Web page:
Author Archive

Introducing EcoHive!

October 13, 2010

Paydirt is thrilled to announce the launch of EcoHive – an internal, sustainability-focused web portal that inspires education, collaboration, action and, most of all, real business results.

  

 

The portal was developed in response to several sustainability trends that we’ve been tracking with our clients and in the broader marketplace. We’ve seen many organizations struggle with how to educate and engage employees in sustainability, outside of the members of the core “Green Team.”  We also know that more and more companies are interested in moving past one-way corporate communications to leverage the creativity and ideas of their employees as part of the sustainability planning process. However, many lack the technology or communications platforms to facilitate a meaningful and authentic dialogue.

 The Portal

EcoHive is our educational, collaborative solution to those real-world challenges. Based on an organization’s sustainability goals, EcoHive’s enterprise-facing Web portal not only informs employees, it engages them in that organization’s sustainability vision and strategies, inspiring them to learn, act and innovate.

The Content

The portal’s eco-educational content guides employees on a journey to discover how environmental sustainability can save money, improve efficiency, drive innovation and identify new opportunities at their company. Each awareness-building and action-inspiring module includes quiz questions and exercises to test the employee’s proficiency in the concepts presented.

The Network

EcoHive is designed to inspire conversation and collaboration among co-workers. From an idea board, to an internal blog, to an eco-friends page, EcoHive is socially sound with fun ways for employees to connect, share and commit to new habits.  

The Partnership

Paydirt has partnered with frank, a talented team of interactive marketing, authentic branding and organizational effectiveness experts, to bring organizations this powerful social media platform. For more on frank, visit www.areyoufrank.com

Want to learn more? Visit www.ecohive.com. Be sure to check out our video!

Planning for a Sustainable Competitive Advantage in 2010

January 4, 2010

While most people understand the connection between environmental sustainability and resource conservation, many fail to see that sustainability can also open up new markets and business opportunities.

As your company develops its strategic plan for 2010, consider reaching out to environmentally minded customers by either changing the way you do business, or developing new “green” products or services. Specific questions to ask include:

  1. Are there ways to reduce the environmental impact of our products and services? Can you reduce natural resource consumption by improving the efficiency of your manufacturing or distribution processes? Can you purchase materials from local sources to reduce your overall carbon footprint? Or, if you are a professional services firm, can you change the way you deliver your services by limiting paper use, or conducting meetings using videoconferencing or Skype?
  2. Are there environmental problems that our company can help to solve? Can you retool or reframe your existing offerings to help people solve environmental challenges? For example, if your company is a law firm, can you help expand the availability and use of renewable energy by counseling energy developers about government regulations, intellectual property or land use?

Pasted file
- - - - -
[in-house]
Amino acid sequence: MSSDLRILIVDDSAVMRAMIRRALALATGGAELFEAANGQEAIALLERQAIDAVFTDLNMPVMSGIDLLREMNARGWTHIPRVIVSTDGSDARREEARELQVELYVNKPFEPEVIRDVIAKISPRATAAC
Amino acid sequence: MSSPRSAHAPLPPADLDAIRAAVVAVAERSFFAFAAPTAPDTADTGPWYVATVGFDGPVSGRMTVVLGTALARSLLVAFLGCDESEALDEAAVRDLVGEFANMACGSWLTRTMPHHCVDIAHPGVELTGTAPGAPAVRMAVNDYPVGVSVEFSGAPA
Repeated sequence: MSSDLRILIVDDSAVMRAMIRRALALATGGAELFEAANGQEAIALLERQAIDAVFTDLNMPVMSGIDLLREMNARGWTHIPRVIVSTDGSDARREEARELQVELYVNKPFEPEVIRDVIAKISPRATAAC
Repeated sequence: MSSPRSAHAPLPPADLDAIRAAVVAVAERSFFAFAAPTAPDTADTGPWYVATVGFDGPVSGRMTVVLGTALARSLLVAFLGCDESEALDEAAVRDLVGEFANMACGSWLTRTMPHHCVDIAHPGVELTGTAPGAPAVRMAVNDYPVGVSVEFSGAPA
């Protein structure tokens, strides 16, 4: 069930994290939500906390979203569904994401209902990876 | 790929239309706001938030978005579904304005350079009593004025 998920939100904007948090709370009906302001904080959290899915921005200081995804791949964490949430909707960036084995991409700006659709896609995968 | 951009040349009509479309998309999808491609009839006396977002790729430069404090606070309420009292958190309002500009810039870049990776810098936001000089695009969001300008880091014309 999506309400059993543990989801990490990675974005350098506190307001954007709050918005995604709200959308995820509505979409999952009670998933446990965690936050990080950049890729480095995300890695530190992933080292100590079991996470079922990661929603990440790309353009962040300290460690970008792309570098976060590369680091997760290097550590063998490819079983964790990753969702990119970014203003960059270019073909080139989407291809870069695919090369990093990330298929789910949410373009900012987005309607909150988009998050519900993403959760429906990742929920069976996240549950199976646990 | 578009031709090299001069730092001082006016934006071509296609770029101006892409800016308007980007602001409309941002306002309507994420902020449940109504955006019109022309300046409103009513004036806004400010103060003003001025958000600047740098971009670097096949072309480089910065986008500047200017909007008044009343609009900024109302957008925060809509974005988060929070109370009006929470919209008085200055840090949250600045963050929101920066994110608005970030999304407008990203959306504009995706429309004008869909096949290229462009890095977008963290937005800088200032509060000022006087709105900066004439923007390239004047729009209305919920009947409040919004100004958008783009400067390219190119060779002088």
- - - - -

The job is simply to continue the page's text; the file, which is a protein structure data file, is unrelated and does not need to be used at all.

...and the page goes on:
3. Are we adequately communicating the environmental benefits of our existing business? If you have already taken steps to make your products or services more “green,” have you also taken the time to quantify and market those benefits in a compelling way?
  4. Can our company develop green products or services to reach out to new customer prospects? As you brainstorm new offerings, don’t forget to consider environmentally friendly opportunities, too! As an added bonus, green programs are also a great way to engage and inspire your employees.

Take the Stairs!

April 15, 2009

Most of us realize that taking the stairs is better for us than taking the elevator, since it provides some additional exercise, but how many of us stop to think about how it’s better for the environment? According to Hennepin County’s Healthy Lifestyle Center, walking up 10 flights of stairs will burn about 50 extra calories, while walking down those same 10 flights will burn about 20. This may not seem like much, but keep in mind the average office worker makes three round trips per day. Add it up, and you’d have to walk for nearly an hour on level ground to get the same benefit. Enough about the health benefits – what about the environmental impact? In a 20-story building served by 6 elevators, total elevator power consumption can approach 8,000 kilowatt-hours per month, enough to meet the needs of nearly 10 average households. Absorbing the greenhouse gases emitted when generating this much electricity requires about 150 tree seedlings growing for 10 years.

Change your habits, and prove the stats wrong! A study published in the Journal of Applied Behavior Analysis found that posting information for building tenants on health benefits and energy use had no effect on elevator energy consumption. It wasn’t until the elevators were slowed down, making them less convenient, that energy use dropped by 33%!

A Little Maintenance Goes a Long Way!

March 15, 2009

The price of a gallon of gasoline may have dropped for now, but it will certainly rise again in the future. Even if prices are low, you can still save money by modifying your driving habits and making sure your car is properly maintained. Much was said in past months about proper tire pressure, but that has very little effect on gas mileage – other factors are far more important. Obeying posted speed limits can have a large effect: fuel efficiency drops quickly at speeds above 60 MPH, and sticking to 55 mph can save you as much as 23% according to the EPA. Cleaning out your trunk and removing unused bike or cargo racks can save another 2% for every 100 lbs. of weight you remove. Give your car a tune-up, making sure the air filter, radiator coolant, and spark plugs don’t need to be replaced. If one or more of these components is performing poorly, your gas mileage can easily drop 10-15%. Finally, experiment with different grades of gasoline: while Regular may save you $0.20 per gallon versus Premium, your car may run differently, in reality consuming more of the lower-grade fuel per mile. There are many sources on the web for information on fuel economy and auto maintenance. Check out the EPA‘s automotive site (http://www.fueleconomy.gov) or advice from CarTalk‘s Tom & Ray Magliozzi (http://www.cartalk.com) for more tips.